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PDM Installation & Configuration: Alternator Failure Output Prioritisation

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Alternator Failure Output Prioritisation


00:00 - One of the key benefits that comes from using a PMU is the ability to design a fault tolerant system that can give a failing car a way to get back to the pits or home to the garage for repair instead of being stranded on the side of the road or track.
00:14 Now while not particularly common, alternator failures are certainly something that should be considered when we're working with a car's electrical system.
00:22 The traditional way this has been tackled is to use an indicator light on the vehicle dashboard that warns the driver if the alternator is no longer outputting any current, meaning the vehicle is now running solely off the battery.
00:34 This was sufficient when high capacity lead acid batteries and simple electronic systems were the norm because there was plenty of energy stored in the battery to run the car for a decent period of time if the alternator failed.
00:46 However with electrical systems becoming more prevalent and complicated, they started requiring much higher current levels.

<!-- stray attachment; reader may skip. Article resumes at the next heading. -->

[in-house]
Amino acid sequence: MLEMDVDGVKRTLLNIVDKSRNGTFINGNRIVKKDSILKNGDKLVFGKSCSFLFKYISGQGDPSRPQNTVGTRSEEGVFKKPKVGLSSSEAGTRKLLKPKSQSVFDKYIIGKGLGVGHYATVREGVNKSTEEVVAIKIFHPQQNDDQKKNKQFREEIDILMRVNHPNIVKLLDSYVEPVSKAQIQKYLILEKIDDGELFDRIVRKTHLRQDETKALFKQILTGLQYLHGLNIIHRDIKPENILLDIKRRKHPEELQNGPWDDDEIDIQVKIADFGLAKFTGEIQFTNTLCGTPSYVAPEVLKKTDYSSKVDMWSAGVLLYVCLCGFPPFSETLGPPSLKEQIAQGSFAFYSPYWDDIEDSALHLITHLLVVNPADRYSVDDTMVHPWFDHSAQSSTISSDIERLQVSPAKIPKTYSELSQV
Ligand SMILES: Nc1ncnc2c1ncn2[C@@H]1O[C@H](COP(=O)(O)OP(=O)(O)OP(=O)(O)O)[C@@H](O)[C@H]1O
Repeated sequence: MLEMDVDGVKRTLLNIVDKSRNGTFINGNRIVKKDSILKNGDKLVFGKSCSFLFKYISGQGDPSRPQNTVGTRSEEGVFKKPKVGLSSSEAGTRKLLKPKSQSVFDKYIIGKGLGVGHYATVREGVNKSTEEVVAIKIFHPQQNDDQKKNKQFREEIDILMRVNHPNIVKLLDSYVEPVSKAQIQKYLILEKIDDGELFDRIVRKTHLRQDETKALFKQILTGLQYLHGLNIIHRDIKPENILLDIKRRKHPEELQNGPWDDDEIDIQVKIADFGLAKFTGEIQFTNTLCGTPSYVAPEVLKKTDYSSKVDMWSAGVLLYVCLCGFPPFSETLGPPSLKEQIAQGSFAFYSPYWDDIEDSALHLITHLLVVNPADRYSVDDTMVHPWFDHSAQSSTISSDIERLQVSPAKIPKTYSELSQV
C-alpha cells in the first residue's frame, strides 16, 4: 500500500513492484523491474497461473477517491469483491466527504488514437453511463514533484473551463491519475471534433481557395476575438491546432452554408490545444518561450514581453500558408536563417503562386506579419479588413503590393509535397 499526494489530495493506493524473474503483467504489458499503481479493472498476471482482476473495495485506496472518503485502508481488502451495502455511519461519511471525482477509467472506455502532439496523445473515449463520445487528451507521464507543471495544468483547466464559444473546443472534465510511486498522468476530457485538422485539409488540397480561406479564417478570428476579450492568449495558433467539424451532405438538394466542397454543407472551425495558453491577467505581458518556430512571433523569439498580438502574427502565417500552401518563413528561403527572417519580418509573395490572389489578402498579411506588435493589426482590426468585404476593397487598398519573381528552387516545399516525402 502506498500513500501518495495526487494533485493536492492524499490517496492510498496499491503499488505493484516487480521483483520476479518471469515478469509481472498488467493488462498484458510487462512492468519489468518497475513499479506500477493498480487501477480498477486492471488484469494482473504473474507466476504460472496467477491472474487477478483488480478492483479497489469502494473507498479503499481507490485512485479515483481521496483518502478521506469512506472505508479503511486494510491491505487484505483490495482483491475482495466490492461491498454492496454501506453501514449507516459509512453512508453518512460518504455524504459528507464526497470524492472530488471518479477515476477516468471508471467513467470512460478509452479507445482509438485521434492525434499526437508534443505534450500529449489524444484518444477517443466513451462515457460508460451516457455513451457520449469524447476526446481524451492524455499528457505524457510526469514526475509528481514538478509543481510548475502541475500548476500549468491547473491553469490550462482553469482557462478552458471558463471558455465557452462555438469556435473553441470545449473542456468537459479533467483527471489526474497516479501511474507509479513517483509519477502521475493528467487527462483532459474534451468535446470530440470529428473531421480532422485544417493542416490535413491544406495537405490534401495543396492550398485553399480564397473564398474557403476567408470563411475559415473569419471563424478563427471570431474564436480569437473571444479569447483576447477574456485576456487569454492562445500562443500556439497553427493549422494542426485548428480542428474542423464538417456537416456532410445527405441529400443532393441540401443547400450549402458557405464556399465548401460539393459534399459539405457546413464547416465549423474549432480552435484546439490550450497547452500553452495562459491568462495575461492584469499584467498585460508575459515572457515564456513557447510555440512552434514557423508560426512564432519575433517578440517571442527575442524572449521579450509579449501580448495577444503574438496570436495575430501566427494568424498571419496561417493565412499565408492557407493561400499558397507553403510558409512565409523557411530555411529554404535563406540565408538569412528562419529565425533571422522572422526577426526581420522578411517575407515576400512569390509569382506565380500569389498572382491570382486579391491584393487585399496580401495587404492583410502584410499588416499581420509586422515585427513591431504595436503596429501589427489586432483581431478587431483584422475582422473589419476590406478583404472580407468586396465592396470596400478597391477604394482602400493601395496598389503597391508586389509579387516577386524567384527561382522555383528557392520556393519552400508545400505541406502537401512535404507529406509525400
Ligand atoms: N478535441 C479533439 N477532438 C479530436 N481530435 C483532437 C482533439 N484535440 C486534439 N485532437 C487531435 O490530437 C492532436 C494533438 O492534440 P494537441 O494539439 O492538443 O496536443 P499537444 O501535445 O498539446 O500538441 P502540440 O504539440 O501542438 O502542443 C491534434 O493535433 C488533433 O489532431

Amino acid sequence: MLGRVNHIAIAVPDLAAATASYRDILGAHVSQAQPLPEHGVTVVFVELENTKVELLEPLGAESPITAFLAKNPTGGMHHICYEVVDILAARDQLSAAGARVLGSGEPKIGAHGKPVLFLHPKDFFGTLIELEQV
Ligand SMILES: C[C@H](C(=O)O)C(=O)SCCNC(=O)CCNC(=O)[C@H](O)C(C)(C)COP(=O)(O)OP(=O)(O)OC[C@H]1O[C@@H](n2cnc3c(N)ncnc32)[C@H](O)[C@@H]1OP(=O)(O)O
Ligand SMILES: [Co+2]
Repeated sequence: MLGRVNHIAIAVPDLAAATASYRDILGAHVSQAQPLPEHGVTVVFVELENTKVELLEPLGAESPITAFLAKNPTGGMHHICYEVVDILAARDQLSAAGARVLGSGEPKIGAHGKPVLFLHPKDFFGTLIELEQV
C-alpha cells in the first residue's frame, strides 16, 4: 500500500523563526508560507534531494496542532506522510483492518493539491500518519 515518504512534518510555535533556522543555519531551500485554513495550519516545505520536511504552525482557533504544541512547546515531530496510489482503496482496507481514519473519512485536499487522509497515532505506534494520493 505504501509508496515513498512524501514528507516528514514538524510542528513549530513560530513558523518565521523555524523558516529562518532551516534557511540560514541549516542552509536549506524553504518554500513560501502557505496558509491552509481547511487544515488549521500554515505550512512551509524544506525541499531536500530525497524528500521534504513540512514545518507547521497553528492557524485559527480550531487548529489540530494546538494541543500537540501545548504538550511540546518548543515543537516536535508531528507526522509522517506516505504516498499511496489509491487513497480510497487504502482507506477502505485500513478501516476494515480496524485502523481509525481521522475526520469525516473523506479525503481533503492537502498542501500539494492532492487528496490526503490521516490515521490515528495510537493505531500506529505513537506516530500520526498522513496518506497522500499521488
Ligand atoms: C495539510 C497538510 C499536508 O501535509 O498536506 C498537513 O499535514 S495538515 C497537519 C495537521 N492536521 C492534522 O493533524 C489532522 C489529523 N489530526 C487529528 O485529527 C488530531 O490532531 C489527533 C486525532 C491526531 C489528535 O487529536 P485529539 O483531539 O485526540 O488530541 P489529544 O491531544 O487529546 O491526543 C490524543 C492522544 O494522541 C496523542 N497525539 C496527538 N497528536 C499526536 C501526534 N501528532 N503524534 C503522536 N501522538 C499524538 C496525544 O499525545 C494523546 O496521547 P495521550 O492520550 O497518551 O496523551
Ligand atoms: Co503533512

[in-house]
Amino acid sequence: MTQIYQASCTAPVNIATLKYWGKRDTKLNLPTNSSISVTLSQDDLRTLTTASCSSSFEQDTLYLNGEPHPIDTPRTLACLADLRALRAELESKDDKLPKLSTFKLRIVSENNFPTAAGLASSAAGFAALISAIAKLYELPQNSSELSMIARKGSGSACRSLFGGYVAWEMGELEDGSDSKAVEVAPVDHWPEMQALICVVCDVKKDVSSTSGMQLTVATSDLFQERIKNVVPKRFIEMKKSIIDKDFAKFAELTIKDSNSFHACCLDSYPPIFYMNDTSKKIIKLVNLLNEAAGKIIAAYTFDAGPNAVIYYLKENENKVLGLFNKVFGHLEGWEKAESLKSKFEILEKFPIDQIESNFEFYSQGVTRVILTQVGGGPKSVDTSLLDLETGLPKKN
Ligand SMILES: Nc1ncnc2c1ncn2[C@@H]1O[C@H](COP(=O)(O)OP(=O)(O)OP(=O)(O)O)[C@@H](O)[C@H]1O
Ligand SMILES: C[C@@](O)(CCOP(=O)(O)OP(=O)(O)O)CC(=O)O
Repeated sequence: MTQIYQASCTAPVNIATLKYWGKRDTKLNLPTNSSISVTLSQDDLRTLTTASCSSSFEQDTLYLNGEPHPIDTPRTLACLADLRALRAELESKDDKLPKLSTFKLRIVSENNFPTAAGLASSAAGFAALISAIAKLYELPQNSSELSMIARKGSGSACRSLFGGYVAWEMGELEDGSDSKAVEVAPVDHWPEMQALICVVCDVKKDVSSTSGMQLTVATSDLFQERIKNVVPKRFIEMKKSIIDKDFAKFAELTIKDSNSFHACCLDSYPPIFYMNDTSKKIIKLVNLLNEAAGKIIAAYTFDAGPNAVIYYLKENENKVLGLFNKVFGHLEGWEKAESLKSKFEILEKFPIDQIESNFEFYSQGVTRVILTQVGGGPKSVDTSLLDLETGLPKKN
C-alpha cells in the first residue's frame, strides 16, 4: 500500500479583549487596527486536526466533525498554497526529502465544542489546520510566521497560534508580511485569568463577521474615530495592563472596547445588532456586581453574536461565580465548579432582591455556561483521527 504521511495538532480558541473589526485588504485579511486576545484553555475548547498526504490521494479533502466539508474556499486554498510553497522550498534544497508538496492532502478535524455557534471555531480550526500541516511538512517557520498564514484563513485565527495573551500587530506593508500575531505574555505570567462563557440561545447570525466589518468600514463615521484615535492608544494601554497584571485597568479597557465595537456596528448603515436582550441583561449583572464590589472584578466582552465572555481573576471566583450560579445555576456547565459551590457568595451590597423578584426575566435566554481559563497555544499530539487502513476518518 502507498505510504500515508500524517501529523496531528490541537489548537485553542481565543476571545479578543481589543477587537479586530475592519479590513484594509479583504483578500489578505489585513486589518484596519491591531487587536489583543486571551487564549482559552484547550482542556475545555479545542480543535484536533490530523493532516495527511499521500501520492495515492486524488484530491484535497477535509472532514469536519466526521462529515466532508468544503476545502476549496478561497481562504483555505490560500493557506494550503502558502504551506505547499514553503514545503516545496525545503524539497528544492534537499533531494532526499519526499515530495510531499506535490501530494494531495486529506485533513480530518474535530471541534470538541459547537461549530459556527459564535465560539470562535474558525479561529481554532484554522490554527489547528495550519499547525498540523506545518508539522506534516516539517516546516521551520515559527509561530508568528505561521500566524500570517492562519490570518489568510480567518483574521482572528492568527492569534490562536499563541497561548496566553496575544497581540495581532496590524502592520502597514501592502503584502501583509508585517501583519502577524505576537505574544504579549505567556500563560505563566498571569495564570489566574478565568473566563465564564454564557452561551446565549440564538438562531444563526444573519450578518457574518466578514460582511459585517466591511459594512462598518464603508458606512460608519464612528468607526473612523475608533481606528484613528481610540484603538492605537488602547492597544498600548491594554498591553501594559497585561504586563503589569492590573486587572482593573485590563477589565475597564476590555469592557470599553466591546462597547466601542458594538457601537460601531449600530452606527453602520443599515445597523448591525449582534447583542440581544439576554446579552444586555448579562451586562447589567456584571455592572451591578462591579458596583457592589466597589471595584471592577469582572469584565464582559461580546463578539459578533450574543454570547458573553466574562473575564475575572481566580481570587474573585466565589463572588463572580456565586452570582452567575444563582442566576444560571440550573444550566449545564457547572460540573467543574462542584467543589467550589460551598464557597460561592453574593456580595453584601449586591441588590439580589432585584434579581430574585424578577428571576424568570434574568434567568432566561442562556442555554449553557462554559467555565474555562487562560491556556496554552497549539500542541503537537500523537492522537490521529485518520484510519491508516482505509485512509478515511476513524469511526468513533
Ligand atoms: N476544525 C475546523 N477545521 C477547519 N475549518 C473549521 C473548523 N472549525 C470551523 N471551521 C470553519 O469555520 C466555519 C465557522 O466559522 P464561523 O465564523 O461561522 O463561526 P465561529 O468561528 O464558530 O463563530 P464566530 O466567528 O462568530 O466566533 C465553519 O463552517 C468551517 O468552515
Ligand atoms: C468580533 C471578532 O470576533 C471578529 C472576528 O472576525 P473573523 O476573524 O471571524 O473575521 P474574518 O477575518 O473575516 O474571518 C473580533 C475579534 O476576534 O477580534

00:54 Battery technology has also evolved and although modern battery chemistries are far more energy dense than the old lead acid technology, there's also been a reduction in their size and weight.
01:05 This results in a battery that can still supply the large output current required for a starter motor but not for as long because it has a lower overall capacity.
01:14 These batteries are obviously very attractive to the performance vehicle enthusiast as their lightweight, small size and flexible mounting options are all the things we're looking for when we're designing a car to go fast.
01:25 However we need to be cautious when using these batteries as their small capacity means they're drained very quickly when solely responsible for running a vehicle and draining them too far can result in permanent damage, meaning that they will need to be replaced.
01:39 To help with this, in this module we'll look at designing a priority system that will spring into action if the PMU detects a problem with the vehicle's charging system, selectively shutting down non critical systems in order to stretch the remaining battery capacity as far as possible before finally shutting systems down completely when a lower limit is reached to avoid permanent damage to the battery.
02:01 The way this function is going to work is to set up groups of outputs which will be given 1 of 3 priority levels, high, medium and low.
02:09 The PMU will keep an eye on the system voltage level and if it sees this begin to sag, it can select groups of outputs to disable to try and limit the overall current draw of the system.
02:19 As the PMU will have either a direct connection to the battery or an isolator output via its high current input, it can monitor the voltage at this terminal and this will be the input to our function.
02:31 The function outputs are a little less clear as they're not specific output channels but instead groups of outputs.
02:38 This will be different in every application but we'll go through the 3 priority levels we've specified and talk about some common items that might be in each.